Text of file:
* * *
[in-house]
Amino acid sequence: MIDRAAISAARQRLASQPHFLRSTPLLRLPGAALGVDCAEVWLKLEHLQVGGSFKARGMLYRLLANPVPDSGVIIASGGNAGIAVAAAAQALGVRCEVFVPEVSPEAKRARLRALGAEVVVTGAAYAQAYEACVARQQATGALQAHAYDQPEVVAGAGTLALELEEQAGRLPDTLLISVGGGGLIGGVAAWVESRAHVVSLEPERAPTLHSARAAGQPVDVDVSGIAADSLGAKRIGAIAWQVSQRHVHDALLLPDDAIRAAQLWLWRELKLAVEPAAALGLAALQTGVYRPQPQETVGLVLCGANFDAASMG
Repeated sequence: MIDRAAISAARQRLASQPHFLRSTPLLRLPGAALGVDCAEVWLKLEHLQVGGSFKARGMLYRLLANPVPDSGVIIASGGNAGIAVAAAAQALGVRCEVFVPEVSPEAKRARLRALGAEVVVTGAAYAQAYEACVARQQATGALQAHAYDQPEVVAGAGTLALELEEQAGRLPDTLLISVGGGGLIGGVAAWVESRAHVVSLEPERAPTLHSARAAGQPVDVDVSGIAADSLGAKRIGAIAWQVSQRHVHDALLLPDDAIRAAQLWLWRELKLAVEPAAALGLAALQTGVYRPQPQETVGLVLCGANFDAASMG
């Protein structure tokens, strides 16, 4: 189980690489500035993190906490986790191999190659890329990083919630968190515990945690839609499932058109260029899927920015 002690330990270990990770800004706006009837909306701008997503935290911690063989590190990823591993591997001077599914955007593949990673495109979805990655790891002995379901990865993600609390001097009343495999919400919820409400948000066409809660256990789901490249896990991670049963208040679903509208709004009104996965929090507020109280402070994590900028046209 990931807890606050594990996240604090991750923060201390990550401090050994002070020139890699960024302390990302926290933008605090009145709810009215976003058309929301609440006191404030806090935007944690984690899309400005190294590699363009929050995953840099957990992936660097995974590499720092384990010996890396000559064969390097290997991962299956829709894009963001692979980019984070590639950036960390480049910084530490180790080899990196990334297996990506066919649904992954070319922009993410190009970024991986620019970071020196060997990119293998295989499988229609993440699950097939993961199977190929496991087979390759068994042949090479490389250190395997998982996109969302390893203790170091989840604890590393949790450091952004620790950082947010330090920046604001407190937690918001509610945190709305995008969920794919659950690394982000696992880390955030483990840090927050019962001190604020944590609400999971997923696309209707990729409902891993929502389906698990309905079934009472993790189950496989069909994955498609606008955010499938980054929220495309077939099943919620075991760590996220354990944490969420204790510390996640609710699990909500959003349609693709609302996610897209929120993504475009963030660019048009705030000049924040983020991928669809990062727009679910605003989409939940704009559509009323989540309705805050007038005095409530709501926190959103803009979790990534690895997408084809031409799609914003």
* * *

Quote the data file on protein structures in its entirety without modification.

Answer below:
[in-house]
Amino acid sequence: MIDRAAISAARQRLASQPHFLRSTPLLRLPGAALGVDCAEVWLKLEHLQVGGSFKARGMLYRLLANPVPDSGVIIASGGNAGIAVAAAAQALGVRCEVFVPEVSPEAKRARLRALGAEVVVTGAAYAQAYEACVARQQATGALQAHAYDQPEVVAGAGTLALELEEQAGRLPDTLLISVGGGGLIGGVAAWVESRAHVVSLEPERAPTLHSARAAGQPVDVDVSGIAADSLGAKRIGAIAWQVSQRHVHDALLLPDDAIRAAQLWLWRELKLAVEPAAALGLAALQTGVYRPQPQETVGLVLCGANFDAASMG
Repeated sequence: MIDRAAISAARQRLASQPHFLRSTPLLRLPGAALGVDCAEVWLKLEHLQVGGSFKARGMLYRLLANPVPDSGVIIASGGNAGIAVAAAAQALGVRCEVFVPEVSPEAKRARLRALGAEVVVTGAAYAQAYEACVARQQATGALQAHAYDQPEVVAGAGTLALELEEQAGRLPDTLLISVGGGGLIGGVAAWVESRAHVVSLEPERAPTLHSARAAGQPVDVDVSGIAADSLGAKRIGAIAWQVSQRHVHDALLLPDDAIRAAQLWLWRELKLAVEPAAALGLAALQTGVYRPQPQETVGLVLCGANFDAASMG
């Protein structure tokens, strides 16, 4: 189980690489500035993190906490986790191999190659890329990083919630968190515990945690839609499932058109260029899927920015 002690330990270990990770800004706006009837909306701008997503935290911690063989590190990823591993591997001077599914955007593949990673495109979805990655790891002995379901990865993600609390001097009343495999919400919820409400948000066409809660256990789901490249896990991670049963208040679903509208709004009104996965929090507020109280402070994590900028046209 990931807890606050594990996240604090991750923060201390990550401090050994002070020139890699960024302390990302926290933008605090009145709810009215976003058309929301609440006191404030806090935007944690984690899309400005190294590699363009929050995953840099957990992936660097995974590499720092384990010996890396000559064969390097290997991962299956829709894009963001692979980019984070590639950036960390480049910084530490180790080899990196990334297996990506066919649904992954070319922009993410190009970024991986620019970071020196060997990119293998295989499988229609993440699950097939993961199977190929496991087979390759068994042949090479490389250190395997998982996109969302390893203790170091989840604890590393949790450091952004620790950082947010330090920046604001407190937690918001509610945190709305995008969920794919659950690394982000696992880390955030483990840090927050019962001190604020944590609400999971997923696309209707990729409902891993929502389906698990309905079934009472993790189950496989069909994955498609606008955010499938980054929220495309077939099943919620075991760590996220354990944490969420204790510390996640609710699990909500959003349609693709609302996610897209929120993504475009963030660019048009705030000049924040983020991928669809990062727009679910605003989409939940704009559509009323989540309705805050007038005095409530709501926190959103803009979790990534690895997408084809031409799609914003």